LAKEWOOD RANCH — The first time Greenbrook Chase resident Rex James noticed something was eating grass clippings in the pond behind his home, he wasn’t sure what to think. But, he had a hunch.
“They were so big and lumbering, I thought they were alligators,” James said.
But as he later learned, the pond behind his home is one of the only remaining lakes in Lakewood Ranch that still has carp. The fish, which can grow to several feet in length, eat grass clippings and submerged vegetation in the lakes, helping to keep them clear from floating debris.
“We never have complaints about our pond,” James said. “Our pond looks like they just built it yesterday. They don’t go around spraying things on it all the time. It’s just clean all the way around the edges.”
Ryan Heise, Lakewood Ranch Town Hall’s director of operations, hopes to make comments like James’ the norm — and to use the oversized fish to do it.
Currently, Heise and the Inter-District Authority’s maintenance manager Paul Chetlain are working with the Fish and Wildlife Commission and the Southwest Florida Water Management District to get the appropriate permits and approvals to use carp in all of Lakewood Ranch’s lakes and also to determine how many can be placed in each body of water. Heise said he is applying for the maximum number of fish allowed in each lake — 20 — although fish would be introduced in smaller numbers.
“Carps are a biological lake maintenance tool to improve the aesthetics of storm water ponds,” Heise said.
The sometimes-shaggy appearance of Lakewood Ranch’s storm water ponds, which often can be attributed to algae blooms and water quality issues, is the No. 1 complaint the operations department receives from residents, Heise said.
Currently, dead algae floats on many of Lakewood Ranch’s ponds. But the carp will eat submersed vegetation in the lake, allowing for dead filament algae to sink or dissipate after a light chemical treatment.
“Treating submersed vegetation is the most costly part of our lake maintenance program,” Heise said. “(This is) a big opportunity for a reduction in lake maintenance costs. Likely by this time next year, we’ll (be able to) evaluate the effectiveness.”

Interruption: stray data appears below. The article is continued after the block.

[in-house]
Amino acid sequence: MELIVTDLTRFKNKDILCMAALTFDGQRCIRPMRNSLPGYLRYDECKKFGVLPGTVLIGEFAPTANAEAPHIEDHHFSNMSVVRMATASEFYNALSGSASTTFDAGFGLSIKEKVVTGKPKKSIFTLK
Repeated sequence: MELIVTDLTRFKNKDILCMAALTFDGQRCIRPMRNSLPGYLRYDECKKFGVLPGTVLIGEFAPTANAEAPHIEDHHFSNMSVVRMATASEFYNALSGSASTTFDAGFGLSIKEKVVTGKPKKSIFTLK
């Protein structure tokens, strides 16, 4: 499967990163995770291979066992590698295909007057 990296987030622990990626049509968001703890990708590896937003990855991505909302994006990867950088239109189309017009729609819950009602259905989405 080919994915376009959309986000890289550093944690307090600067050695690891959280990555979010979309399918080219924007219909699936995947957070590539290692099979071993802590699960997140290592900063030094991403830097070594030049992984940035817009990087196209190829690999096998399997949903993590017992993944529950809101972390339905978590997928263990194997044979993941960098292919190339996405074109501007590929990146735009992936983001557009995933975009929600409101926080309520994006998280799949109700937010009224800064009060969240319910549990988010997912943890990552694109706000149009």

The carp won’t prevent algae blooms, which are caused by having large quantities of fertilizer in the lakes, among other issues, but they will help keep the blooms from becoming so problematic, Heise said.
Ultimately, they could reduce the need for chemical pond treatments.
Barriers are required for lakes that feed into preserve areas or in areas that exit into the Braden River to ensure the fish stay in the lakes. The barriers must be constructed so they can be cleaned easily because plugged barriers could cause flooding or landscaping damage during a severe rain event, for example.
“We have to construct outfall barriers that are particular to each lake,” Heise said. “That’s what the maintenance team is up to at the moment.”
In total, the team will build about 80 barriers, about 20 for each community development district. The first barriers will be installed in Greenbrook.
Members of the maintenance team met with representatives of permitting agencies July 23 to show them the barrier prototypes the team has created and to get a feel for what changes may be needed to garner approval of the project.
Heise said he is hoping to begin stocking fish in the lakes in September, but doing so will depend on whether the maintenance team gets state agency approvals for the project. The carp program already is budgeted into this year’s community development district budgets and has been approved conceptually by board supervisors.
The operations team also is using other biological tools, such as plants and friendly bacteria and enzymes to aide in the decomposition process.
Contact Pam Eubanks at firstname.lastname@example.org.
In terms of pond maintenance, carp have a productive life of 10 years. The younger they are, the more they eat. Over time, as they age and increase in size, they eat less.
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